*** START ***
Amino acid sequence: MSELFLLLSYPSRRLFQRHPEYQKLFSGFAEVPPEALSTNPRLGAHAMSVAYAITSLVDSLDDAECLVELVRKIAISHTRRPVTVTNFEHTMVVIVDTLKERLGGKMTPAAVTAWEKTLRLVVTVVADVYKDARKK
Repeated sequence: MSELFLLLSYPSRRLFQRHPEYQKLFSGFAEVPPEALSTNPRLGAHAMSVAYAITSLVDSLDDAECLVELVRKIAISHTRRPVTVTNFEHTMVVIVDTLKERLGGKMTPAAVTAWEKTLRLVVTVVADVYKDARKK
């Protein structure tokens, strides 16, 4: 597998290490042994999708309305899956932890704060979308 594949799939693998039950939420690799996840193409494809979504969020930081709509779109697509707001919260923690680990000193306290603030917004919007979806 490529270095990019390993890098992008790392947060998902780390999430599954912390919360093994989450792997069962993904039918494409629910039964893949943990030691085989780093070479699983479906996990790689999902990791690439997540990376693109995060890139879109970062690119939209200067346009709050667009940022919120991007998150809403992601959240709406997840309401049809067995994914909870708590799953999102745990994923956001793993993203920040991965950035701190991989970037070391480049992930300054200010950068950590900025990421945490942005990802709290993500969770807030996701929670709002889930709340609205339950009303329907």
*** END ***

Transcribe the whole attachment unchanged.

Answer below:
Amino acid sequence: MSELFLLLSYPSRRLFQRHPEYQKLFSGFAEVPPEALSTNPRLGAHAMSVAYAITSLVDSLDDAECLVELVRKIAISHTRRPVTVTNFEHTMVVIVDTLKERLGGKMTPAAVTAWEKTLRLVVTVVADVYKDARKK
Repeated sequence: MSELFLLLSYPSRRLFQRHPEYQKLFSGFAEVPPEALSTNPRLGAHAMSVAYAITSLVDSLDDAECLVELVRKIAISHTRRPVTVTNFEHTMVVIVDTLKERLGGKMTPAAVTAWEKTLRLVVTVVADVYKDARKK
């Protein structure tokens, strides 16, 4: 597998290490042994999708309305899956932890704060979308 594949799939693998039950939420690799996840193409494809979504969020930081709509779109697509707001919260923690680990000193306290603030917004919007979806 490529270095990019390993890098992008790392947060998902780390999430599954912390919360093994989450792997069962993904039918494409629910039964893949943990030691085989780093070479699983479906996990790689999902990791690439997540990376693109995060890139879109970062690119939209200067346009709050667009940022919120991007998150809403992601959240709406997840309401049809067995994914909870708590799953999102745990994923956001793993993203920040991965950035701190991989970037070391480049992930300054200010950068950590900025990421945490942005990802709290993500969770807030996701929670709002889930709340609205339950009303329907």